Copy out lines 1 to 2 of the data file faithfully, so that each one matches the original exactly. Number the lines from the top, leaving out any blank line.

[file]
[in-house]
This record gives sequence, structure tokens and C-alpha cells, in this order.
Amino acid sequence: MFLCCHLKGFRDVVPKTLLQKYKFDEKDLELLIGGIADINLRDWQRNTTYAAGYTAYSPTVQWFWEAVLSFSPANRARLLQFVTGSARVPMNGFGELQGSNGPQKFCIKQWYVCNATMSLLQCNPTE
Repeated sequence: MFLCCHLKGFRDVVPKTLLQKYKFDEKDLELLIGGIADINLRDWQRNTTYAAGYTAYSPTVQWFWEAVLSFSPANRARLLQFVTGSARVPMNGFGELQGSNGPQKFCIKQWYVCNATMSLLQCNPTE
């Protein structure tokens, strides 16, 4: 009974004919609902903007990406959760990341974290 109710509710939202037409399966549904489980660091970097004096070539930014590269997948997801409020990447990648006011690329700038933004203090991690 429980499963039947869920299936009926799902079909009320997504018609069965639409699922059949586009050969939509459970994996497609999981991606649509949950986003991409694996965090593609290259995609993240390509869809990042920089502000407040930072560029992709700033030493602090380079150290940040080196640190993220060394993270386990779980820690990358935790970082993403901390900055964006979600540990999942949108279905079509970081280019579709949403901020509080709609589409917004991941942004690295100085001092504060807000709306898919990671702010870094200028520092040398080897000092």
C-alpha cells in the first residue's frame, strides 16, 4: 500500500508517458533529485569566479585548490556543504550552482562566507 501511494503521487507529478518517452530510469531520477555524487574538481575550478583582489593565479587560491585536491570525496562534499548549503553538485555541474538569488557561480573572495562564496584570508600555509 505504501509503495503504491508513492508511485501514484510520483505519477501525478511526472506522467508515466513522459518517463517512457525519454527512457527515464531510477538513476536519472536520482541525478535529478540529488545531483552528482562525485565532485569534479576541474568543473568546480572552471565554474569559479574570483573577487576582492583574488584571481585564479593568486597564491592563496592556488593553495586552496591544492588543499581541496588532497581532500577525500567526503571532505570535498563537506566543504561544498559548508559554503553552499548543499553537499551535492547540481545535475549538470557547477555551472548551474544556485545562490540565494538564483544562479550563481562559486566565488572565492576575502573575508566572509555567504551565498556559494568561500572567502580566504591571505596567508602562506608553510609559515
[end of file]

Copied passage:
[in-house]
This record gives sequence, structure tokens and C-alpha cells, in this order.